Fah Thai Magazine Nov-Dec 2018






Soul In

Your Nighlife

Just when you think Hanoi has gone

too commercial — too many soulless

venues for a night out — someone

opens a new place that renews your

faith in this city. Monsoon is one.

Opening in September of this year, and

somewhat concealed in a basement, it

may be a part of the “Hidden Charm”

promised in brochures and ads by the

tourism authority of Vietnam. And

perhaps it is the odd combination

of the two partners with an artist’s

sensibility that has resulted in such a

disciplined yet delightful environment,

and a focused menu of fine food.

At street level, guests walk past

a wall of bamboo and a high counter

hiding the kitchen then are invited

down a few stone steps reminiscent

of Japanese gardens. Go through the

unadorned double door and you are

greeted in an anteroom with leather

couches surrounding a contemporary

metal fireplace. Enjoy a glass of wine

and a quick chat with the owners,

Khuat Tuan-Anh, a graduate of the

Harvard Kennedy School of government,

and Le Vinh, a Columbia University-trained

urban designer turned food designer,

both with a penchant for small venues that

are exquisite, relaxing, and a shelter from

the bustle of Vietnam’s capital city.

For Monsoon, Tuan-Anh and Vinh

bring select fish and meat from the US,

which they cure and pickle themselves.

Their salted duck breasts are simply

delicious. But if you’re hankering for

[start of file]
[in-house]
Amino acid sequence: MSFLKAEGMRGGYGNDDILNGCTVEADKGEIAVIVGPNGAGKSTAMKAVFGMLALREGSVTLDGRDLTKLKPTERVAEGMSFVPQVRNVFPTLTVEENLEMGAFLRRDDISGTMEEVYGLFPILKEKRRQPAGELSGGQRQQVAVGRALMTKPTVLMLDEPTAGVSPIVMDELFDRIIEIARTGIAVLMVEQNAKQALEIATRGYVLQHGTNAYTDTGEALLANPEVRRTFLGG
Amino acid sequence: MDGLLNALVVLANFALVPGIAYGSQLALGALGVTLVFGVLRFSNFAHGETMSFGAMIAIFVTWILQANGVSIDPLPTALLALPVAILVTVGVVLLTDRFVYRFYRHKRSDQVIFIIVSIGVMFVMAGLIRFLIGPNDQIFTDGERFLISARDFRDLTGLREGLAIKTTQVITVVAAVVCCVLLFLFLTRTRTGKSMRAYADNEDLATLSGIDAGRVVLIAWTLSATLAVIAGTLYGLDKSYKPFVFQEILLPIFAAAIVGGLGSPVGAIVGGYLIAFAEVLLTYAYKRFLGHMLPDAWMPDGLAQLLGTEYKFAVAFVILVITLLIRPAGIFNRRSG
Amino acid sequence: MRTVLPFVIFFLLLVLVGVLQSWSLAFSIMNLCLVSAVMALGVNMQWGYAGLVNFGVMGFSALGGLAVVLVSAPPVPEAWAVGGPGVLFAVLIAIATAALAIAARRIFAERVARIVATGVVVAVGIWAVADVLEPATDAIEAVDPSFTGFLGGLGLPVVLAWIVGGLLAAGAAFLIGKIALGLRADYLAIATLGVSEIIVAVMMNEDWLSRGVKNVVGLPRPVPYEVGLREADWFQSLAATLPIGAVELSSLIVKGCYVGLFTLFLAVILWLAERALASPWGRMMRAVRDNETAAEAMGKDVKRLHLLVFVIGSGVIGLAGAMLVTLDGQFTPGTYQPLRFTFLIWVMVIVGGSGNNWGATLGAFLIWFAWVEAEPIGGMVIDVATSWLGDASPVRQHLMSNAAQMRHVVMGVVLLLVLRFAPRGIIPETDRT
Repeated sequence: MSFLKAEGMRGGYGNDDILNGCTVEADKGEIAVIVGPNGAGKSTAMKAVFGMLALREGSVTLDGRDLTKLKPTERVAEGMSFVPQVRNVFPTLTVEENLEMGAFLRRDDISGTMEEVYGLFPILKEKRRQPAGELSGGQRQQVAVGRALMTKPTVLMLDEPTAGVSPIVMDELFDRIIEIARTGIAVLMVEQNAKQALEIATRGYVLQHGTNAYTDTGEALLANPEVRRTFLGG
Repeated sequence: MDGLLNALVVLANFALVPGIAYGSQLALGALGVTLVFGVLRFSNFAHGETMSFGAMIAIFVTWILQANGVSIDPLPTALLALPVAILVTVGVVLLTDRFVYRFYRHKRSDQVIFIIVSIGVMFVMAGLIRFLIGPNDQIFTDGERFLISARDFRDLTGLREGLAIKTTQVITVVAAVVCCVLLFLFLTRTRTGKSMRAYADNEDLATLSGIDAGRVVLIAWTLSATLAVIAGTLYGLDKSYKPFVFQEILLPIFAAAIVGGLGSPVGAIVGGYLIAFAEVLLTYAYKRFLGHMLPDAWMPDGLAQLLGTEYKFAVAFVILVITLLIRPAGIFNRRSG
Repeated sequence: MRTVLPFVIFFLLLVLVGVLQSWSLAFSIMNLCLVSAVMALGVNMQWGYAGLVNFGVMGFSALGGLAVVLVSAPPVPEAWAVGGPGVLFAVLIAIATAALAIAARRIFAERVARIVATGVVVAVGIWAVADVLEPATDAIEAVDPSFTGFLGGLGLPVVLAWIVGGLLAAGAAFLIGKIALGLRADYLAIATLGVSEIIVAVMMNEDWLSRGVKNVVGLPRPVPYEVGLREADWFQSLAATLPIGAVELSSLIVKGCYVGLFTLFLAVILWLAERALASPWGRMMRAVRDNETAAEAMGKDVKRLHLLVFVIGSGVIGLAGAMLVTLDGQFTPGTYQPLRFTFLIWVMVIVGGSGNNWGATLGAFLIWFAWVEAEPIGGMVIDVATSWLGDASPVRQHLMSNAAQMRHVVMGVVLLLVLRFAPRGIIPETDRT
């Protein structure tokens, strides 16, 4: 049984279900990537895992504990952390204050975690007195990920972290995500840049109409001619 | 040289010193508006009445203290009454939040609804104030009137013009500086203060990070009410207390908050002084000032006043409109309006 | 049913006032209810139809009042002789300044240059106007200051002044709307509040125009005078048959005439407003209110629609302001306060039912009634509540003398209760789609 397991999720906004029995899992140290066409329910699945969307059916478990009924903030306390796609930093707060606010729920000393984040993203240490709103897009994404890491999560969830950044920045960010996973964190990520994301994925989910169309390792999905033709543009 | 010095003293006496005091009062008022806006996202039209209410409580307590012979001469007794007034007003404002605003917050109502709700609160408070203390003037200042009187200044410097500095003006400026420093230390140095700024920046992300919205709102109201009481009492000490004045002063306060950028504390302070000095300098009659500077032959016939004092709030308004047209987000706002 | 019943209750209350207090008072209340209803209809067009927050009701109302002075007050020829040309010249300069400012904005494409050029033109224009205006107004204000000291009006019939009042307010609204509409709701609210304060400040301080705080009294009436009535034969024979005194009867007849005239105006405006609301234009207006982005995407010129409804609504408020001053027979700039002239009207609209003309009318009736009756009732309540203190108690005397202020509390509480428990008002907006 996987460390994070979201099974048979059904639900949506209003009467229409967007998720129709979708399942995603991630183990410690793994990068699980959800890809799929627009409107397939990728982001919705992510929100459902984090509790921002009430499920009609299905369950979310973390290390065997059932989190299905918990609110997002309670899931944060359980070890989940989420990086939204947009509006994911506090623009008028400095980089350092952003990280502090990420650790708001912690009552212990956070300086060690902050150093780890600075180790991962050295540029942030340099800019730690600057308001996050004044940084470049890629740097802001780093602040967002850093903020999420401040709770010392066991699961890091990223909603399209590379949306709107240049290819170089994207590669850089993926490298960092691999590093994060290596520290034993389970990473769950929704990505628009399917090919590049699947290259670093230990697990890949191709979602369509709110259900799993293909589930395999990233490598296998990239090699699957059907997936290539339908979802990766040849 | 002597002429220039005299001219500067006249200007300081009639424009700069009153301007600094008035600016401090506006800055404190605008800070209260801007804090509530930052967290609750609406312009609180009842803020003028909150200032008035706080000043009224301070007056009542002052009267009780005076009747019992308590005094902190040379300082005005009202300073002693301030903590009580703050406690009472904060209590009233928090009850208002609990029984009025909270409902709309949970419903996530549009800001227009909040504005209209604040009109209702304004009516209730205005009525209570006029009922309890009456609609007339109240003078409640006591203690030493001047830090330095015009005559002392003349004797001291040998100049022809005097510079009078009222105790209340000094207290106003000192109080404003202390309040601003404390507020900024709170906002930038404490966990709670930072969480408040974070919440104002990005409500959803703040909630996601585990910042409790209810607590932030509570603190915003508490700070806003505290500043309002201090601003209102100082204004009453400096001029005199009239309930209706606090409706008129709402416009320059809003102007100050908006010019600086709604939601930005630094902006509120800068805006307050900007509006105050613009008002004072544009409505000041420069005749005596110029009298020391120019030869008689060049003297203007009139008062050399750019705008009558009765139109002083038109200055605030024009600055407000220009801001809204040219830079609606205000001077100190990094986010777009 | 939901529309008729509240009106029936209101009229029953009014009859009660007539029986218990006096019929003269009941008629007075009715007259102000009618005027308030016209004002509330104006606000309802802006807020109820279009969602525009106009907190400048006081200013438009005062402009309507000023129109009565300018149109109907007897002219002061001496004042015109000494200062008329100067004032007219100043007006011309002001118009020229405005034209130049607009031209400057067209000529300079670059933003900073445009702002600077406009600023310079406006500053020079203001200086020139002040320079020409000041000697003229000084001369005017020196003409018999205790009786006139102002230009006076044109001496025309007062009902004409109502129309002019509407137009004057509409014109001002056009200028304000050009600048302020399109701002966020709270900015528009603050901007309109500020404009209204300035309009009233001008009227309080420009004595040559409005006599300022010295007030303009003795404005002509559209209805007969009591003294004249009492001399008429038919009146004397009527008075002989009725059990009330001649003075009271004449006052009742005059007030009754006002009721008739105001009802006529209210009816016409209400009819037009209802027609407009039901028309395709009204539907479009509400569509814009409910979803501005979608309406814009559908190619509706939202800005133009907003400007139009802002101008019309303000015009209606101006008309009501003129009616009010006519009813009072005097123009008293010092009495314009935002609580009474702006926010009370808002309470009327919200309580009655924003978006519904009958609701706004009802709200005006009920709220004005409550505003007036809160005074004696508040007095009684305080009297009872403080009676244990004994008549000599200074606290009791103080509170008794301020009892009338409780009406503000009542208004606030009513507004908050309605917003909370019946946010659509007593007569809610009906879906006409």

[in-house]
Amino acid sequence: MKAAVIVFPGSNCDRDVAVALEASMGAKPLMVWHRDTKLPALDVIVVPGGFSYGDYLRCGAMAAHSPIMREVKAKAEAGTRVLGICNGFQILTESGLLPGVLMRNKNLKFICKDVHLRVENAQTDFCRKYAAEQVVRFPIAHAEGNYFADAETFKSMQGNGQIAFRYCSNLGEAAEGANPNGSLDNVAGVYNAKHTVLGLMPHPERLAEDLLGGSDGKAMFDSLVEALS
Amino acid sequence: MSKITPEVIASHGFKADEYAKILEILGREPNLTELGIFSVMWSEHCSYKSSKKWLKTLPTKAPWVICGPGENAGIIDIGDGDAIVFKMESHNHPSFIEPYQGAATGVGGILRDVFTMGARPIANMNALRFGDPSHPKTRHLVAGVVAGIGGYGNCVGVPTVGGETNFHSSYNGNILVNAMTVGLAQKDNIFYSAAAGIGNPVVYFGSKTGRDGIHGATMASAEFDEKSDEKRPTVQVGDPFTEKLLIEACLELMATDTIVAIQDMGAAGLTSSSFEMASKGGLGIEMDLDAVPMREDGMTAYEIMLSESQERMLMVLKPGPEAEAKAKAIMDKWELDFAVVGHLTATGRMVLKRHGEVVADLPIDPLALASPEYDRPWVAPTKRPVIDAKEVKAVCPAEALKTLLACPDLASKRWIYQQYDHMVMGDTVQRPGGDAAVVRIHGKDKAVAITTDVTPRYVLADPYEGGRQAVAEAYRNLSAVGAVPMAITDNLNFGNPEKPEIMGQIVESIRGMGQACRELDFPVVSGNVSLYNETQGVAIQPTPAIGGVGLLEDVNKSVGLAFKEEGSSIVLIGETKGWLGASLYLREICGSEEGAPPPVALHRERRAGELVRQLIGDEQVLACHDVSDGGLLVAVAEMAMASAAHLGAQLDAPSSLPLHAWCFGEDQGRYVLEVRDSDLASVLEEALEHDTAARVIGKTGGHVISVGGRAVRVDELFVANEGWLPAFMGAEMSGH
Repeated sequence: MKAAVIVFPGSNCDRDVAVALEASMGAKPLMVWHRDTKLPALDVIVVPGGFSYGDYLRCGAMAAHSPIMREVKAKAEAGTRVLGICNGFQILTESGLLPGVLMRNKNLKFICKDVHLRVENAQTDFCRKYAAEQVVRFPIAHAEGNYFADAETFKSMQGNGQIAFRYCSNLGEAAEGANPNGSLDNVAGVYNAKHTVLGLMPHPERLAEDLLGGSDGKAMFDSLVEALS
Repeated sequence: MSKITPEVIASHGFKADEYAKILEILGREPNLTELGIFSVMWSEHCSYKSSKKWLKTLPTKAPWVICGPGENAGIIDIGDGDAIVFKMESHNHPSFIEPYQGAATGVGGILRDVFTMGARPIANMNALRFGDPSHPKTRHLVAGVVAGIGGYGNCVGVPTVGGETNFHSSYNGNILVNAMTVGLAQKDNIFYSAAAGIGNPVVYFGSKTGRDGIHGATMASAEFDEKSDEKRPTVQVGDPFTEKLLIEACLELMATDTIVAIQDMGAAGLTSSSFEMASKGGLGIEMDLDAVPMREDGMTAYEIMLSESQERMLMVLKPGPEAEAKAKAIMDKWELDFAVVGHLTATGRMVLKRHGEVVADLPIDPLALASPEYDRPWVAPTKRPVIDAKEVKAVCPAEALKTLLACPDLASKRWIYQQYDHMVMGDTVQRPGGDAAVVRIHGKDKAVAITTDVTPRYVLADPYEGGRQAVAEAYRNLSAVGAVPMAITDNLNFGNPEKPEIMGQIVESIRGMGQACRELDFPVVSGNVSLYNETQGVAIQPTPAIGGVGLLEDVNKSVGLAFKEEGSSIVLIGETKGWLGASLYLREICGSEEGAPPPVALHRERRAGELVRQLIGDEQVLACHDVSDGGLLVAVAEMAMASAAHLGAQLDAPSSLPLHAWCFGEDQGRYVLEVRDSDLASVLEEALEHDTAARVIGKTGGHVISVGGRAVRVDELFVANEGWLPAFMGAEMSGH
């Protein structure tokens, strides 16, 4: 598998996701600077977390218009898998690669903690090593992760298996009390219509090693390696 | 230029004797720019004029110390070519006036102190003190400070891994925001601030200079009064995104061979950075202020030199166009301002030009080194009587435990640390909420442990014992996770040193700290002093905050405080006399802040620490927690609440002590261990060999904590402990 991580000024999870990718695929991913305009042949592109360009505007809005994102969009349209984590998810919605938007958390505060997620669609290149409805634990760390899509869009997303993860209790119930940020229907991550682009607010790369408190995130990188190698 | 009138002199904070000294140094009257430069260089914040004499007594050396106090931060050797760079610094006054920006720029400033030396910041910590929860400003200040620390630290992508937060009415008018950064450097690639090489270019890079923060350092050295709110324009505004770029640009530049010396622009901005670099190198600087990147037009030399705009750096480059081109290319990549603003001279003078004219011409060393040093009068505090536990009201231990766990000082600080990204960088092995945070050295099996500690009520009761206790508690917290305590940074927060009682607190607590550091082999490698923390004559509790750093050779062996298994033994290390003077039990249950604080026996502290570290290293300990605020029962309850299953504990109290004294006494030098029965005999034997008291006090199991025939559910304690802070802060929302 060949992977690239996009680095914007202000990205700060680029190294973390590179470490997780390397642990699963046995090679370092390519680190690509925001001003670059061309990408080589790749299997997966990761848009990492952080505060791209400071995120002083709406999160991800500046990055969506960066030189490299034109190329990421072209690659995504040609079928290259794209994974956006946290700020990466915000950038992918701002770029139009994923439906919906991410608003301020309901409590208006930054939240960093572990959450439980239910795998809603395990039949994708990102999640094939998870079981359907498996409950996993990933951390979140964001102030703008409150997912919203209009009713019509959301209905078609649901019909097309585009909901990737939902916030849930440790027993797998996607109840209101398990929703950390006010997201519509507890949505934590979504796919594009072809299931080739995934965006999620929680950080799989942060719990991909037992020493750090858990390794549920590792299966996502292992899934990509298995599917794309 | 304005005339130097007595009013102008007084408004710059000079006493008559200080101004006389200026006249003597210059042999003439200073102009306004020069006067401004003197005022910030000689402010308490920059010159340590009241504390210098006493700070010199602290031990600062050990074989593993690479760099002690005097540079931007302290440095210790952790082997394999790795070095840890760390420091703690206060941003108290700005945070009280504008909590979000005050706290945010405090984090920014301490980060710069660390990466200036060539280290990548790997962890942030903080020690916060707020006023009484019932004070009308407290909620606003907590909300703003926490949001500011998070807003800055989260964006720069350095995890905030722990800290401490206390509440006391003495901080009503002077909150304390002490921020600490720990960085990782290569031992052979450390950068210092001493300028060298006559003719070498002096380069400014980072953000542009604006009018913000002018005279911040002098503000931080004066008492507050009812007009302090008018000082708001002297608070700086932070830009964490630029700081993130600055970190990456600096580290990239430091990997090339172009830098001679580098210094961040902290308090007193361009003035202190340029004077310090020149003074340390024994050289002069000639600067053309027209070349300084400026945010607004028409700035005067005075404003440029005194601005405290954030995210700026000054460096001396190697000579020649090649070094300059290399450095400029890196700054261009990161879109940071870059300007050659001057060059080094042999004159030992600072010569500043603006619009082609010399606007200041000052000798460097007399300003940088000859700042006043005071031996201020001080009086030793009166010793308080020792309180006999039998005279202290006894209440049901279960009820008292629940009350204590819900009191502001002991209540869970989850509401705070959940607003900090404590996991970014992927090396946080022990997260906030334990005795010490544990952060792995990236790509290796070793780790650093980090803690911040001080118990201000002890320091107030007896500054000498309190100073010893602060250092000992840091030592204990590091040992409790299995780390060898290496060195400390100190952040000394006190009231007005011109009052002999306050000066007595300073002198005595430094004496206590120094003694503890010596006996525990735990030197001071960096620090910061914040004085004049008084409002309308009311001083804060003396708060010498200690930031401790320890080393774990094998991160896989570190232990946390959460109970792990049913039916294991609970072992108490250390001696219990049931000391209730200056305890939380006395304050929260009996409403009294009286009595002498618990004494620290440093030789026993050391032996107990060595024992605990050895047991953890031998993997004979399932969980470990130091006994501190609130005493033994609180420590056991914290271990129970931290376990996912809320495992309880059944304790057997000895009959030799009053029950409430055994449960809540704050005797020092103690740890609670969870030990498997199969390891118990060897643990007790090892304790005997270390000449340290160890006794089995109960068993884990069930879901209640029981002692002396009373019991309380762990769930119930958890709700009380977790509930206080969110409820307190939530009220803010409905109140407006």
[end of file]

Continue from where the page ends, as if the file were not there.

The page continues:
something more local, there is a beef

noodle soup that’s flavourful and true

to its Vietnamese roots. The owners

claim to keep the wine list limited,

avoiding anything pretentious or too

expensive. Yet, what they serve fits

well with the dishes, and an evening

at Monsoon will be remembered

with delight. Tuan-Anh has already

mounted several branches of a café

named Tranquil, as well as a small

concept store with an attached café

called Vui. It is astonishing that in

a city consumed with social media

and selfies, Tranquil spaces are often

a refuge for people quietly reading

a book, working on a hand-drawn

design, or simply having a hushed

conversation. Monsoon: 77 Nguyen Thai

Hoc Street, Hanoi, +84 (0) 96 325 6477,

8am-10pm; Tranquil Cafés: 5

Nguyen Quang Bich Street, Hanoi,

+84 (0) 98 938 4541, 8am-10.30pm,

18b Nguyen Bieu Street, Hanoi,

+84 (0) 98 938 4541, 8am-10.30pm


Real wine lovers can opt for the more

elaborate Tannin Wine Bar, in the centre

of Hanoi’s old quarter. By elaborate,

we mean the wine selection: over 400

varieties, including an impressive array of

champagnes. This comes with no surprise

as two of the owners, Sylvan Bournigault

and his wife Van Anh, have been importing

wine into Vietnam for over 15 years and

still run Celliers d’Asie. Van Anh is easily

the most knowledgeable wine connoisseur

in Hanoi: she is professional and dedicated

in her formal wine studies, and travels

throughout Europe in search of fine wines

from dozens of vintners.

The other two owners, Matt and Thu,

have dreamed of a wine bar for a decade,

and finally settled on a typical Hanoi tube

house — the same house where Thu was born, and still owned by

her family. It’s narrow but well laid out with high tables on one

side and a long bar on another. Large chalkboards make it easy

to select your wines — or the cold cuts and specialty dishes that

can keep you from getting too drunk.

The partners are in the establishments most nights to mingle

with the guests. At any moment, you’ll hear Vietnamese and

English — with Australian, American and British accents. And if

you’re there late enough, you might catch Sylvain claiming in his

native French, “Je suis saoule — I am drunk.” For your information,

“saoule” is pronounced exactly as the word “soul!” 46 Hang Vai,

Hanoi, opens 2pm til midnight, +84 (0) 90 478 9482


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